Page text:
Hawaii needs clout of electoral college
The Legislature is considering a bill that encourages replacing the presidential electoral college with the popular vote.
BECAUSE Hawaii seems too often ignored by presidential campaigns, the Legislature is considering a proposal that would make Hawaii's votes even more trivial. The measure is aimed at undermining the presidential electoral college, established by the U.S. Constitution to give small states such as Hawaii a weighted role on election day.
The bill, approved by the Senate by a 19-4 vote in February and headed for a House vote, would award Hawaii's four electoral votes to the presidential candidate with the most ballot-box votes nationwide, not statewide. It would be implemented at the point when enough states with similar laws could determine the winner.
Maryland's Senate approved a similar bill last week and a House committee gave its endorsement. Colorado lawmakers resoundingly defeated such a measure after realizing that the state's nine electoral votes can make a difference in a close election.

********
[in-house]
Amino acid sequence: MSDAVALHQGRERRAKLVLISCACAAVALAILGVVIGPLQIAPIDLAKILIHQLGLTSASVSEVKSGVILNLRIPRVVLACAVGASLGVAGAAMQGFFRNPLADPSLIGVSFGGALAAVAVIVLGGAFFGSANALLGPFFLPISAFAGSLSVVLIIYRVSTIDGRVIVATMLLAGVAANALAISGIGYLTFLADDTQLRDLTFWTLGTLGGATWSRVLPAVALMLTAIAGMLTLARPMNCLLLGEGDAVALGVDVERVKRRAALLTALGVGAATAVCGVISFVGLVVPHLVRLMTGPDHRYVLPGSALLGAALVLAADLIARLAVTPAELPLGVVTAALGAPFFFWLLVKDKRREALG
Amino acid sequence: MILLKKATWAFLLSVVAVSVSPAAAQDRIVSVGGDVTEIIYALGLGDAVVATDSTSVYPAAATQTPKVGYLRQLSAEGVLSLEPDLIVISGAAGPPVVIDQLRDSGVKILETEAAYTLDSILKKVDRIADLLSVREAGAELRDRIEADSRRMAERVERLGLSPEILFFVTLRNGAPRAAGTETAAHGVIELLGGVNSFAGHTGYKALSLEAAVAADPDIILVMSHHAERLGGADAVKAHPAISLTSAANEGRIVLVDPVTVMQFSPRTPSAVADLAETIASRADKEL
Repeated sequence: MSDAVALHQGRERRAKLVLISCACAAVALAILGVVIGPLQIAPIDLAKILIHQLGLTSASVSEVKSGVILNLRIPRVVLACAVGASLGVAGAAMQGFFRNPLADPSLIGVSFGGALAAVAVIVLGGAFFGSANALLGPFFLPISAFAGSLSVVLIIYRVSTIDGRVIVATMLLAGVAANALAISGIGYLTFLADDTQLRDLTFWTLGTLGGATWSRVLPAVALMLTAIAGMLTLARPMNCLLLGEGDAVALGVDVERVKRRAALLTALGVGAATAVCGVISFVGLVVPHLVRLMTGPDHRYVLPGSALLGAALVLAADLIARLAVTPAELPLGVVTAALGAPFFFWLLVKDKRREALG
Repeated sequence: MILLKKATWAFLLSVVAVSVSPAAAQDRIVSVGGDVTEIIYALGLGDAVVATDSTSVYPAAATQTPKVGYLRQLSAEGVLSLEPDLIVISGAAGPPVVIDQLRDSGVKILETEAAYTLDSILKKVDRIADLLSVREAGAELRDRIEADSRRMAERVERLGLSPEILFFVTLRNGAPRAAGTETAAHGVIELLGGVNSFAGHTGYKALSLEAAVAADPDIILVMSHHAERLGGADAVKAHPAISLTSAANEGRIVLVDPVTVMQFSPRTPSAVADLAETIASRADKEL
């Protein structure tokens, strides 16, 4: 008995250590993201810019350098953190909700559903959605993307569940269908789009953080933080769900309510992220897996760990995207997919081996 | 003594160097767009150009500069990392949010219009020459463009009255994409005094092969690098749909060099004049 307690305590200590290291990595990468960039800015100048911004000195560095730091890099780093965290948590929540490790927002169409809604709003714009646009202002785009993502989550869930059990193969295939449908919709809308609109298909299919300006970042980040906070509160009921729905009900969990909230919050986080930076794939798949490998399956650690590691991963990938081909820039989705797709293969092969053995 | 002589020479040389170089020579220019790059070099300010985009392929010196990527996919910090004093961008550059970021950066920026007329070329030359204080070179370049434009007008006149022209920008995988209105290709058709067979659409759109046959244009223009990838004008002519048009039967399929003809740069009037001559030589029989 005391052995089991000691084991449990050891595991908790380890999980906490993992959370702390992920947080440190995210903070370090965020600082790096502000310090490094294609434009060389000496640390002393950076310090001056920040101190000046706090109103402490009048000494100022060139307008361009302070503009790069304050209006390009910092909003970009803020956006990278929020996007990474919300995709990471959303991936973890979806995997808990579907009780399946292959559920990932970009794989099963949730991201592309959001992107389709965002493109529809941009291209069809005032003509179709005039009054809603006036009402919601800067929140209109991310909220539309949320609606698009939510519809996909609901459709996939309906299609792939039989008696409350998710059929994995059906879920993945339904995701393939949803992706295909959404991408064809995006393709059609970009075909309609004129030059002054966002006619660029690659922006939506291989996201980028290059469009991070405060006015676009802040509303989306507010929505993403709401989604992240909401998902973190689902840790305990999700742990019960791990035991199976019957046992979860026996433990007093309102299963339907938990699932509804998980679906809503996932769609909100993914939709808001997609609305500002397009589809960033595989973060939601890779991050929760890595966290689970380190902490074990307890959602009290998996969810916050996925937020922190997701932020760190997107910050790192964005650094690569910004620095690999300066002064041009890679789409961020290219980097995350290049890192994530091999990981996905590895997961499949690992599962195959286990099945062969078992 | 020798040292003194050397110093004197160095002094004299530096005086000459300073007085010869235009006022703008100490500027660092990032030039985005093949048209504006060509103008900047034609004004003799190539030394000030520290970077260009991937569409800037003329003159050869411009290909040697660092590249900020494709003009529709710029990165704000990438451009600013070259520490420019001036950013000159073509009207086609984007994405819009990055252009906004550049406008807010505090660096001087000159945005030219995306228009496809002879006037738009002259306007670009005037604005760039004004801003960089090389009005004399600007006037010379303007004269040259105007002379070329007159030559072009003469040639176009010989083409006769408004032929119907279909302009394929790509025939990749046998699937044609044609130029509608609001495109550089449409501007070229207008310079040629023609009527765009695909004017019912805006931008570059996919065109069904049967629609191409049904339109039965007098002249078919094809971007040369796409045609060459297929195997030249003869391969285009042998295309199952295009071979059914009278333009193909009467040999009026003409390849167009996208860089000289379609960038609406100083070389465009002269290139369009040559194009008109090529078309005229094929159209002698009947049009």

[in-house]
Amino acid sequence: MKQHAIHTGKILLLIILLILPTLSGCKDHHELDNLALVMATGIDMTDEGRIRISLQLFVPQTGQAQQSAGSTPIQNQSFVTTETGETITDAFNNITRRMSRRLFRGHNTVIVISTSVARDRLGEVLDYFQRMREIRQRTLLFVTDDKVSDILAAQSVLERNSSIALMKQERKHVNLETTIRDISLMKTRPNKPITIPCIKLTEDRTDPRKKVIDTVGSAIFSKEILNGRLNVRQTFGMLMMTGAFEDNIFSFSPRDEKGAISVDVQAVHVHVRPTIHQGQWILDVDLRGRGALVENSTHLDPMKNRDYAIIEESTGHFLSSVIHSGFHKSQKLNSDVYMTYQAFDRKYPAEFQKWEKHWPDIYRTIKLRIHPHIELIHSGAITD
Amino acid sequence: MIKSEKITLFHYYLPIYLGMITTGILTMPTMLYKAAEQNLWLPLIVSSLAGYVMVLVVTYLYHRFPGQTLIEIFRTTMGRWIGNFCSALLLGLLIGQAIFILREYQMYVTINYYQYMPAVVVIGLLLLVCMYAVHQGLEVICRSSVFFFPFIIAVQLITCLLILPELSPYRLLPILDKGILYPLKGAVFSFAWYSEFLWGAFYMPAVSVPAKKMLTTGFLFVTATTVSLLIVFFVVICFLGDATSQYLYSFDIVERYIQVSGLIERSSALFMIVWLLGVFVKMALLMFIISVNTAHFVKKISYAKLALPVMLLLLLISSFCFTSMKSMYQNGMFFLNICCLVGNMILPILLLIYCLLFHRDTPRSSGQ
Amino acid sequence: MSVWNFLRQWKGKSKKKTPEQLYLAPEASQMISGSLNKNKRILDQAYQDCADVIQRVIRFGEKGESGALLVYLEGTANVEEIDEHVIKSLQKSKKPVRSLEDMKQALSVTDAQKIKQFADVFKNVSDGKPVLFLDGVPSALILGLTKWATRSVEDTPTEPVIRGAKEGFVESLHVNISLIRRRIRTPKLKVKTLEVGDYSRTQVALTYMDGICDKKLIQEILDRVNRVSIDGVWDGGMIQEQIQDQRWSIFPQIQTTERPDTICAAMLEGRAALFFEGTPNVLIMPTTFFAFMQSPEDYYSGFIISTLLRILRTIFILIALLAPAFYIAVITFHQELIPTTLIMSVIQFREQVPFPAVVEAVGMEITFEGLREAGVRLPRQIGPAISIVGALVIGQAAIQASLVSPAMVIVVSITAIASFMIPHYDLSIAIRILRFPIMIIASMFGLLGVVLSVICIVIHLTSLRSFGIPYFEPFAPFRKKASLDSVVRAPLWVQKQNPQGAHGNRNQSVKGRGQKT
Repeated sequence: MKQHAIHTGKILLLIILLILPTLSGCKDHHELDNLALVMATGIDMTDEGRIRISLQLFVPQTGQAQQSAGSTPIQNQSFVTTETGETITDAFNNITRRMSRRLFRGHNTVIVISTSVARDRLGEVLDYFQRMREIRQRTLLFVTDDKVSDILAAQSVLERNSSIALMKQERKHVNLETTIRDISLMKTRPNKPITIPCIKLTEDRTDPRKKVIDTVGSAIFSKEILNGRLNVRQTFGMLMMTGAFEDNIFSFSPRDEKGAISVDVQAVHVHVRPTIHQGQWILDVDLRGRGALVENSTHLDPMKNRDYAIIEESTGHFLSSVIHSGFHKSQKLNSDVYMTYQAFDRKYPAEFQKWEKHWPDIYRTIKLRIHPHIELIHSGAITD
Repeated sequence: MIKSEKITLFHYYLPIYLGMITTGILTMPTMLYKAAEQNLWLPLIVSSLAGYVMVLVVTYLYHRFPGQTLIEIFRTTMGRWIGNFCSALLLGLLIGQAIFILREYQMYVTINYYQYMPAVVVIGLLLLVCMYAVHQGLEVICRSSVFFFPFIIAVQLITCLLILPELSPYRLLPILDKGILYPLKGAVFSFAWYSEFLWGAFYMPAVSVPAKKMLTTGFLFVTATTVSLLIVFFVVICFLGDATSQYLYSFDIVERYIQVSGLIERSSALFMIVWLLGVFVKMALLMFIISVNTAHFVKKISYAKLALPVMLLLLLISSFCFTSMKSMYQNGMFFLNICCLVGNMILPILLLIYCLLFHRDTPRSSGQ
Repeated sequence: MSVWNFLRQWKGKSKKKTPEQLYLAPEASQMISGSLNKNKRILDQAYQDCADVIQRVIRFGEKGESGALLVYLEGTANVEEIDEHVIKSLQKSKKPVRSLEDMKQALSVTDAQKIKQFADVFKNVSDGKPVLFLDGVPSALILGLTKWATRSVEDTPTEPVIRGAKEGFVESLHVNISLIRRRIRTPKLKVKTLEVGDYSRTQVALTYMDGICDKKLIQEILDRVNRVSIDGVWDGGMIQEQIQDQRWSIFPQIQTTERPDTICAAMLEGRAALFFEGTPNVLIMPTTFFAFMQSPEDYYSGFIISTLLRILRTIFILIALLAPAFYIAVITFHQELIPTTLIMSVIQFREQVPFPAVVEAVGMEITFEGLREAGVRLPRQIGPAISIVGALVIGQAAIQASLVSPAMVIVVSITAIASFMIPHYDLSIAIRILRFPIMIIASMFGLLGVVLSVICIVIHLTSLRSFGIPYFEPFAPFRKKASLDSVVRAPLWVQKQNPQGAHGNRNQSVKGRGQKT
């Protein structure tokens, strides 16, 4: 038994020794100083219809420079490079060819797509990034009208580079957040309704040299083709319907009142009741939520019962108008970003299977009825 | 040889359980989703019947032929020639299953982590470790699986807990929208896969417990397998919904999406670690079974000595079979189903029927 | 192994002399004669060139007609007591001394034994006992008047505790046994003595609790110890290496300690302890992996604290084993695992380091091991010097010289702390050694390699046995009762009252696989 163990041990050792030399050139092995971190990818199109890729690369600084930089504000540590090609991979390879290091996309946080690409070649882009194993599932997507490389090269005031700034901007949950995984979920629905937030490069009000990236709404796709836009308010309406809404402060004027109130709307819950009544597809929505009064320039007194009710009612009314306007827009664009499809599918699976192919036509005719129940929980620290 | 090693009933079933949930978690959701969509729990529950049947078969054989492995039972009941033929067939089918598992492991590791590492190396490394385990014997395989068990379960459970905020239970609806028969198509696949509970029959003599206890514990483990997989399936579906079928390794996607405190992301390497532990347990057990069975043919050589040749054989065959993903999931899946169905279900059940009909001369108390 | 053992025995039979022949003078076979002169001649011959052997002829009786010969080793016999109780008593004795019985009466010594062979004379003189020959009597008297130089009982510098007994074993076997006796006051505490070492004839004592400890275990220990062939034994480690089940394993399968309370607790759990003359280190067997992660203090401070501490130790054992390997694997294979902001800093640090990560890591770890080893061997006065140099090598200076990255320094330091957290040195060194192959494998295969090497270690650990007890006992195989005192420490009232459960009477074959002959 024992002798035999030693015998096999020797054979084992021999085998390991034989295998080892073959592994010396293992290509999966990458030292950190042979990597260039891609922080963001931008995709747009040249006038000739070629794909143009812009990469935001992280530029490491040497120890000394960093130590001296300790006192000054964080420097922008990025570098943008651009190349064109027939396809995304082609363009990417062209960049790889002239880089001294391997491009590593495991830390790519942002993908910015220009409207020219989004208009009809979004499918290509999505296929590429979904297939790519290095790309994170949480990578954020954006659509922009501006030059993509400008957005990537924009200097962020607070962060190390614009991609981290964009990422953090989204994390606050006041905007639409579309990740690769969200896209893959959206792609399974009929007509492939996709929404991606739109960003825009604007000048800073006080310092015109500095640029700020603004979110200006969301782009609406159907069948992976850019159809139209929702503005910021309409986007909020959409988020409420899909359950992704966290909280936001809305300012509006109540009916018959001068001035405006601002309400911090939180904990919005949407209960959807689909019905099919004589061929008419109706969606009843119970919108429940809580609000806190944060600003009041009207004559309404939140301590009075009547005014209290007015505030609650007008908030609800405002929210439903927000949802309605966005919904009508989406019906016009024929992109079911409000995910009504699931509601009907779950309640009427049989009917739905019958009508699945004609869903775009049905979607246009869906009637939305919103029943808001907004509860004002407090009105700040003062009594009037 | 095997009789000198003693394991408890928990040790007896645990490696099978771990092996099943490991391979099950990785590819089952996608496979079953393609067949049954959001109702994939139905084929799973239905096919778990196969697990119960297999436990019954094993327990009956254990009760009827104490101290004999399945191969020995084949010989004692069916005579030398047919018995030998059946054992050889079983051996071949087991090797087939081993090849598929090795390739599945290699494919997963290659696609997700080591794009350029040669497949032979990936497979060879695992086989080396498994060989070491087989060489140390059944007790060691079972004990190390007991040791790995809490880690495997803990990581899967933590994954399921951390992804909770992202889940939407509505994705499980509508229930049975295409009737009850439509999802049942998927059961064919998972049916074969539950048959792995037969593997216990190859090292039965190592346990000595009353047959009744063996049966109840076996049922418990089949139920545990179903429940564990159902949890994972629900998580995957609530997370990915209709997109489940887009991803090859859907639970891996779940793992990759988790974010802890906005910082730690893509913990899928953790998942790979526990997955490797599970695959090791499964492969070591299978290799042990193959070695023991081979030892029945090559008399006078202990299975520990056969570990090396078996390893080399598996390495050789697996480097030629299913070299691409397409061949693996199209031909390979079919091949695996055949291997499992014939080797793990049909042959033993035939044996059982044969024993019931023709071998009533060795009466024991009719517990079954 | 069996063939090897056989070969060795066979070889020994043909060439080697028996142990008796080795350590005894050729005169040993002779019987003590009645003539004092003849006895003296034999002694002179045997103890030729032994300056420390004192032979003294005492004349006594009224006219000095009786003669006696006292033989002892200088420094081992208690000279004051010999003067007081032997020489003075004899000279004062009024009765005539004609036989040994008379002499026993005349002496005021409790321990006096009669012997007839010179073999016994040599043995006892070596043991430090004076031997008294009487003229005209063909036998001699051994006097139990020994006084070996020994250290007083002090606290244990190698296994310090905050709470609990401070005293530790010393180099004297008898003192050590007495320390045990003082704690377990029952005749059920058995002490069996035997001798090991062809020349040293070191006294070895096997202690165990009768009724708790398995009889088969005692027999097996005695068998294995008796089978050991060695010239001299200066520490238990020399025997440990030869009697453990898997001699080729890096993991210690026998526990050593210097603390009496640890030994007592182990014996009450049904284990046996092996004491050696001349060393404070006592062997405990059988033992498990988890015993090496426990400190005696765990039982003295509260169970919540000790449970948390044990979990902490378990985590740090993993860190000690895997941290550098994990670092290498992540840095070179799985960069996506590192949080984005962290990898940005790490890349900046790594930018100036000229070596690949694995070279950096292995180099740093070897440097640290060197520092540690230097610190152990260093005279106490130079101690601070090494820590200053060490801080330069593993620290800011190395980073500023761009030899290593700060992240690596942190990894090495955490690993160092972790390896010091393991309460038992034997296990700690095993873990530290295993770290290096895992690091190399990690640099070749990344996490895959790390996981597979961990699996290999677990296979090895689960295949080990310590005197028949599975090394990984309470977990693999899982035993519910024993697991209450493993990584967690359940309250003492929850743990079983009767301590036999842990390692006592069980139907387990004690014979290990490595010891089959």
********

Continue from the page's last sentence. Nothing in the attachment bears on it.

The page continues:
So can four electoral votes. In the 2004 campaign, Vice President Dick Cheney and Al Gore flew to the islands after polls showed Hawaii's outcome too close to call.
The Founders ascribed to each state as many electoral votes as it has members of Congress, so each state has at least three votes. They understood the importance of small states not being overwhelmed by big states in choosing a president. The electoral college reflects the bicameral Congress, where each state has two senators and House membership reflects states' populations.
As a result, for each electoral vote cast in Hawaii, 134 are cast on the mainland. If the popular vote were to prevail, each Hawaii ballot would be overwhelmed by 286 on the mainland, according to the 2004 vote totals; a Hawaii voter's clout would be cut by more than half.
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